Photoshop Blog – Cutting out Renders

Hello again,

This blog post is about cutting out people, cars or any other objects you want cut out of pictures to use in your graphic images.  I do a lot of sports graphics so cutting out the athletes is a daily process for me.  When I first started cutting out the players I would use a layer mask and just “erase” away the background.  I didn’t know any other techniques and doing it that way was very time consuming.  Since I didn’t know any other way that was it for me.  I thought I was doing a great job.  Only to realize later that there is a much simpler, and when I say “much” I mean it liberally, way of cutting things out.

The best way to cut certain things out of pictures is to use the pen tool.  What you want to do is zoom in on the photograph to 200-300%.  The further you zoom in the better your cut will be.  Now one thing to remember with Photoshop is that is a pixel based program.  So there really isn’t such thing as round edges in Photoshop.  Since pixels are square when you zoom in you will see that the edges of the object aren’t really rounded.  This is why the closer you zoom the better the cut will look.  When using the pen tool you can’t just draw an outline around the object.  You will have to click and click and click your way around the object you are  cutting.  Each click is called an “anchor point.”  The closer you have the anchor points together the cleaner your cut will look and the smoother your rounded areas will look.  If you are using a mouse the sound from the clicking could become annoying to you and anyone else living with you.  And the higher resolution the photograph is the more clicking you will have to do.

To get rid of all the clicking sounds from your mouse I recommend you getting a tablet.  A tablet comes with a flat piece that works kind of like the mouse pad on laptops.  It also comes with a “pen” looking tool which is actually the mouse.  You can use the tablet to do so much more than just cutting but it makes the process of cutting things out so much easier than the mouse.  I have a Bamboo tablet but there are many different brands, sizes and styles to choose from.  You will have to do your own research to find the one that works for you.  Now, they even make some that don’t need the “pen” mouse, instead you use your fingers.  If you are a serious designer and don’t have a tablet I highly recommend you getting one.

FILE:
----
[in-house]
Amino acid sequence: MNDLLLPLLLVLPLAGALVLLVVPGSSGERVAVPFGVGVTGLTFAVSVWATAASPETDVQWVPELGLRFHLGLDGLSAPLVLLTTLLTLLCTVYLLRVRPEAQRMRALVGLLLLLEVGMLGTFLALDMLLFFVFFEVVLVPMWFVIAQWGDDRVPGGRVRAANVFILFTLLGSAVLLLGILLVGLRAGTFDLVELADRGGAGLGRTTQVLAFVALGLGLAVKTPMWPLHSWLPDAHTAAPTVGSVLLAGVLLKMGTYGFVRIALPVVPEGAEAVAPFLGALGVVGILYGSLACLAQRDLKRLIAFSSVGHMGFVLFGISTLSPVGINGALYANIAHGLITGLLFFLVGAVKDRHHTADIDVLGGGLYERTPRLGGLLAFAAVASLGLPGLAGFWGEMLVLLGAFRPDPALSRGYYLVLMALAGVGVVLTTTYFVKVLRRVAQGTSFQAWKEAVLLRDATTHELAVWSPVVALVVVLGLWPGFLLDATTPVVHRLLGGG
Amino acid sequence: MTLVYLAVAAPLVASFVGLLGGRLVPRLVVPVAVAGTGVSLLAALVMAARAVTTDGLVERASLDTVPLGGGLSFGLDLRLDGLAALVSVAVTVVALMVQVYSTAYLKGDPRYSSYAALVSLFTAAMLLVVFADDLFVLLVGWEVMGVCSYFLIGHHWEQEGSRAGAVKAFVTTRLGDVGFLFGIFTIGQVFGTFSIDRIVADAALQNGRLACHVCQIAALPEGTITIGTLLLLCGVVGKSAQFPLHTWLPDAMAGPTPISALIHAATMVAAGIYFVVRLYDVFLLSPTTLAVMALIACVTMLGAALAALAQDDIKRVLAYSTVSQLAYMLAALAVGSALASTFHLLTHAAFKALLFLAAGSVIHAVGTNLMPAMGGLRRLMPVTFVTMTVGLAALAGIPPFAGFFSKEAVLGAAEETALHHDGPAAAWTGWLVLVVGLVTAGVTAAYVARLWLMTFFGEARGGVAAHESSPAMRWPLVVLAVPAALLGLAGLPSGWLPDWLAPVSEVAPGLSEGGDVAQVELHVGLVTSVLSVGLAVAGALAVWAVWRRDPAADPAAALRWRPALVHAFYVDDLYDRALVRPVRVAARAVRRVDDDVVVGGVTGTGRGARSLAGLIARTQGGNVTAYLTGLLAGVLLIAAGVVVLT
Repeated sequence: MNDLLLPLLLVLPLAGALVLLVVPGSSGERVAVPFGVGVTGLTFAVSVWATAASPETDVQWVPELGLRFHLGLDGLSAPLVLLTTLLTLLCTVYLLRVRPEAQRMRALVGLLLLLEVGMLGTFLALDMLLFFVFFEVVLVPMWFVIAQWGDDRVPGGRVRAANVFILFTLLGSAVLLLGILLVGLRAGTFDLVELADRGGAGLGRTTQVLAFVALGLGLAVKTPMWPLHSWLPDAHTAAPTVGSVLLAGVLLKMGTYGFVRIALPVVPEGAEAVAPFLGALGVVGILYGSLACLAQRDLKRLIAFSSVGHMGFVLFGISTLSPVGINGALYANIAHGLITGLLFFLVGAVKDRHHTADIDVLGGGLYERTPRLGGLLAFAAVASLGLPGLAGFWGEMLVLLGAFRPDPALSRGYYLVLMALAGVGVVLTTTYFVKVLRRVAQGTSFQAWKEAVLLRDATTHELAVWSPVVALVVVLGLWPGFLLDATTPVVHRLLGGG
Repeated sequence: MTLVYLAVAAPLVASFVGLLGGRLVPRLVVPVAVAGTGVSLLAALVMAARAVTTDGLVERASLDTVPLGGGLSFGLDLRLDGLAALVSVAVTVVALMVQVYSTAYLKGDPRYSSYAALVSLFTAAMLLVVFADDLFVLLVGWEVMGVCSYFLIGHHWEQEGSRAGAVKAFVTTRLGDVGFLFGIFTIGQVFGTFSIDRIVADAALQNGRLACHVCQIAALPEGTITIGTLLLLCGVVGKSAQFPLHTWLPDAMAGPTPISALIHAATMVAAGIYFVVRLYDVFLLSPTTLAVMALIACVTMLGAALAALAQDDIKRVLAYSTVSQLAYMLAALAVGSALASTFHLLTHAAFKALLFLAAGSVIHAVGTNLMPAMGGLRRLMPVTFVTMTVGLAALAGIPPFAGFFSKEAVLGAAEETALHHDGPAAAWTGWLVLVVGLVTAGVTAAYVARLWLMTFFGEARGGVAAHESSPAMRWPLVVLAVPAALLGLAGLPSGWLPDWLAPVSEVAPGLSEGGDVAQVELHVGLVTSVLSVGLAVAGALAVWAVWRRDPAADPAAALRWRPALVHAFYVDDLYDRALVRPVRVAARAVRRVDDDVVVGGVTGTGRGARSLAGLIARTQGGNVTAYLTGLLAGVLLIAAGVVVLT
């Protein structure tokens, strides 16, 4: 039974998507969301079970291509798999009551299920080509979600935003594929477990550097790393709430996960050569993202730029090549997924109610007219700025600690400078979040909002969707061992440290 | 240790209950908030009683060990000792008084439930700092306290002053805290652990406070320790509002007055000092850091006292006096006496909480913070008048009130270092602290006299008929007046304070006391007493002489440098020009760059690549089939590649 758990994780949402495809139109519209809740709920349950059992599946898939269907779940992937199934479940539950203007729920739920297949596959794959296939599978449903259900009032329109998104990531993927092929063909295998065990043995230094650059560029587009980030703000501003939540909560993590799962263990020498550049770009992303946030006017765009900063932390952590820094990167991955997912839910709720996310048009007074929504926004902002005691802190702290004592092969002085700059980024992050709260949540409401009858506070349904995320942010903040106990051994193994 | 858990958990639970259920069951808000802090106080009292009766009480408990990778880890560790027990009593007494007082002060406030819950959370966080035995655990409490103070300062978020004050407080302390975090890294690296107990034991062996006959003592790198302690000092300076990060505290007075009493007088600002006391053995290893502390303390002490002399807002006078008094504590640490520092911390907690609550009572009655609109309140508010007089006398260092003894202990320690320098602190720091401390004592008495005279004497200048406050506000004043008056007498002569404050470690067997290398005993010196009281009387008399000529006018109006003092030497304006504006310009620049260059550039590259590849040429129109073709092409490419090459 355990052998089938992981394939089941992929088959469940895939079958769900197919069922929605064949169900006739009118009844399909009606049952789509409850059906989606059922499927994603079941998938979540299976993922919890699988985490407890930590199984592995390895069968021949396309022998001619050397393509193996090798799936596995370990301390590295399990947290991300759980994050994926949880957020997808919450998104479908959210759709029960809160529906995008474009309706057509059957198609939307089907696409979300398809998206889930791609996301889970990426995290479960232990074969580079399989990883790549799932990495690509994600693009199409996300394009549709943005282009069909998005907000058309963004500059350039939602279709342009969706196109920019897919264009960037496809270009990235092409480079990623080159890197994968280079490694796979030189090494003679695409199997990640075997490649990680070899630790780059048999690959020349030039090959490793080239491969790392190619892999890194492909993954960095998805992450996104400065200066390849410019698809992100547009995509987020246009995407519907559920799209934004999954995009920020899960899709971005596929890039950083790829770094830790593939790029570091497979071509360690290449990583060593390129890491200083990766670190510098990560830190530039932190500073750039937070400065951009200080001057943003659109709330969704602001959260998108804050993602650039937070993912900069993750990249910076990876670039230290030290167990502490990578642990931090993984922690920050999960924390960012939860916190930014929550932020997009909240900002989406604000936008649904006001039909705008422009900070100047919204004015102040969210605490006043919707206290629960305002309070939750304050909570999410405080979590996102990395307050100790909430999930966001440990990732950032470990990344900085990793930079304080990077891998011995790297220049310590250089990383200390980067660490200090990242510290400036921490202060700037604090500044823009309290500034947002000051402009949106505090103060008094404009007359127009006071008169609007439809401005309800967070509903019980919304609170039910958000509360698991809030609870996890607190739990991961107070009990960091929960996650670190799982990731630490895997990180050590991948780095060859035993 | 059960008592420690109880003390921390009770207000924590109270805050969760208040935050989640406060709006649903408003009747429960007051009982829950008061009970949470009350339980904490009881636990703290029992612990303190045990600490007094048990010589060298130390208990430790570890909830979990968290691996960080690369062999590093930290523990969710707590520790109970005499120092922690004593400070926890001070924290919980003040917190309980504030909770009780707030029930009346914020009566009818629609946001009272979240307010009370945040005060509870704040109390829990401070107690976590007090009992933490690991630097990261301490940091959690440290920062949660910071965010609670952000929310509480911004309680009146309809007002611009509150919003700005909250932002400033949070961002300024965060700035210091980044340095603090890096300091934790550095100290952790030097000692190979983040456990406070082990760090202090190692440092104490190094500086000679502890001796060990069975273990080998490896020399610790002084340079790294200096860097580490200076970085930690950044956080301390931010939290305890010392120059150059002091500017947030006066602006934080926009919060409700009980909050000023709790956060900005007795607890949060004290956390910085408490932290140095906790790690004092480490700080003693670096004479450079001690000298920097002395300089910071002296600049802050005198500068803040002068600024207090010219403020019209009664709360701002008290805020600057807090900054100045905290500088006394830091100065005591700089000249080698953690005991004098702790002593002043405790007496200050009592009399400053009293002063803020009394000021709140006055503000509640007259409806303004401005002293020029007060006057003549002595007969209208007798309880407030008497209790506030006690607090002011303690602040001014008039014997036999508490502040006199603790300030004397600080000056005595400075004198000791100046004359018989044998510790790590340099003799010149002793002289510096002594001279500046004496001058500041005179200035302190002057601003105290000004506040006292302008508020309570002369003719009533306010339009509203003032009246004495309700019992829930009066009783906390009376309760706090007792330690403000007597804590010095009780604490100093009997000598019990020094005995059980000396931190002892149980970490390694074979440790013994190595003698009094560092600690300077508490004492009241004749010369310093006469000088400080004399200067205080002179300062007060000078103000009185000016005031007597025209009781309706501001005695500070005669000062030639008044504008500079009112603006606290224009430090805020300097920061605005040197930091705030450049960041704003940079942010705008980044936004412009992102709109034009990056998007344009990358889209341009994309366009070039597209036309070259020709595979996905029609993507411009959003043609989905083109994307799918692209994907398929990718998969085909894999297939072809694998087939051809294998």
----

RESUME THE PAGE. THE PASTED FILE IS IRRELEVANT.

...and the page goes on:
Ok, so back to the cutting.  After you have the entire object outlined you will need to right click inside the outline.  A menu will pop up and you want to click on the selection called “make selection.”  By clicking that the outline you just made will become a blinking outline.  If you click delete now you will get rid of everything you just outlined and the rest of the photograph will still be there.  So, before you hit delete you will want to do a keyboard shortcut to “inverse” the selection.  By inversing the selection you will now have everything else selected instead of the object you want cut.  Once that is done you can now hit the delete key on your keyboard.  Now sometimes it wont let you just delete right away.  You may have to double click on the layer that the photo is on to “unlock” the layer.  After double clicking on the photograph layer just hit ok and it will automatically become layer 1 instead of a locked “background” layer.  Now you can hit the delete key on your keyboard and the background is now gone from your photograph.

After cutting it out be sure to either save the cut as a psd or png file.  By doing this you can go back to the cut and use it again later.  If you save it as any other file type a white background will be added to your image.  If you do that you will have to cut the whole thing over again.  Not fun at all.  Hopefully I have helped some of you out with this blog entry.  Leave a comment and let me know if this helped you or if you have anything else to add.

Thank you

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Posted on September 20, 2011, in Uncategorized and tagged , , , , . Bookmark the permalink. Leave a comment.

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